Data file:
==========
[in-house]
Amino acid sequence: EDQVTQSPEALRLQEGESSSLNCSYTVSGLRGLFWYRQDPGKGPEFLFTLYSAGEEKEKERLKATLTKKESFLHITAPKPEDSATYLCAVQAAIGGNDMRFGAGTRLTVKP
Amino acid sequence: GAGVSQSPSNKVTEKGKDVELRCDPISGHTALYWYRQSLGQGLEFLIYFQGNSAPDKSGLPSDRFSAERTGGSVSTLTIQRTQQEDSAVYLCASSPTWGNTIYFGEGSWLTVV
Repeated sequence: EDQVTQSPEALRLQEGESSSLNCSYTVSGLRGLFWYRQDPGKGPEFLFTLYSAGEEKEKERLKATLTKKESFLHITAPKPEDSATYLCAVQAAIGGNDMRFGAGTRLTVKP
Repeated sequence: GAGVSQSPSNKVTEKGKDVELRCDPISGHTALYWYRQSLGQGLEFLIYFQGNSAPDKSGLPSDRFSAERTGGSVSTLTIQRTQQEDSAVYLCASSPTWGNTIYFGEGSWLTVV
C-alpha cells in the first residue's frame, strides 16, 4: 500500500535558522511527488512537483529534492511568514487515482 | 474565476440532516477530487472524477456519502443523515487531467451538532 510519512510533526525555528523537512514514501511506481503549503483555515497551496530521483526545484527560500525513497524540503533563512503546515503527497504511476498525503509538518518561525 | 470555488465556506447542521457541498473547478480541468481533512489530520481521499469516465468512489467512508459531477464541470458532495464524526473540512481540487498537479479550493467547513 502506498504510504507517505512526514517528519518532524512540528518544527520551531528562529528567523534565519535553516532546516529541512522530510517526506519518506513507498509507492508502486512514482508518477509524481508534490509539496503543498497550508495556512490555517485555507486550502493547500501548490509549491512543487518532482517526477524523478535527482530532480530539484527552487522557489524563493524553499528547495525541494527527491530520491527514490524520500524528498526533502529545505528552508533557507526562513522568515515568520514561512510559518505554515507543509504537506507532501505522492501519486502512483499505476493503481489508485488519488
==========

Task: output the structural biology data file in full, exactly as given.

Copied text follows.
[in-house]
Amino acid sequence: EDQVTQSPEALRLQEGESSSLNCSYTVSGLRGLFWYRQDPGKGPEFLFTLYSAGEEKEKERLKATLTKKESFLHITAPKPEDSATYLCAVQAAIGGNDMRFGAGTRLTVKP
Amino acid sequence: GAGVSQSPSNKVTEKGKDVELRCDPISGHTALYWYRQSLGQGLEFLIYFQGNSAPDKSGLPSDRFSAERTGGSVSTLTIQRTQQEDSAVYLCASSPTWGNTIYFGEGSWLTVV
Repeated sequence: EDQVTQSPEALRLQEGESSSLNCSYTVSGLRGLFWYRQDPGKGPEFLFTLYSAGEEKEKERLKATLTKKESFLHITAPKPEDSATYLCAVQAAIGGNDMRFGAGTRLTVKP
Repeated sequence: GAGVSQSPSNKVTEKGKDVELRCDPISGHTALYWYRQSLGQGLEFLIYFQGNSAPDKSGLPSDRFSAERTGGSVSTLTIQRTQQEDSAVYLCASSPTWGNTIYFGEGSWLTVV
C-alpha cells in the first residue's frame, strides 16, 4: 500500500535558522511527488512537483529534492511568514487515482 | 474565476440532516477530487472524477456519502443523515487531467451538532 510519512510533526525555528523537512514514501511506481503549503483555515497551496530521483526545484527560500525513497524540503533563512503546515503527497504511476498525503509538518518561525 | 470555488465556506447542521457541498473547478480541468481533512489530520481521499469516465468512489467512508459531477464541470458532495464524526473540512481540487498537479479550493467547513 502506498504510504507517505512526514517528519518532524512540528518544527520551531528562529528567523534565519535553516532546516529541512522530510517526506519518506513507498509507492508502486512514482508518477509524481508534490509539496503543498497550508495556512490555517485555507486550502493547500501548490509549491512543487518532482517526477524523478535527482530532480530539484527552487522557489524563493524553499528547495525541494527527491530520491527514490524520500524528498526533502529545505528552508533557507526562513522568515515568520514561512510559518505554515507543509504537506507532501505522492501519486502512483499505476493503481489508485488519488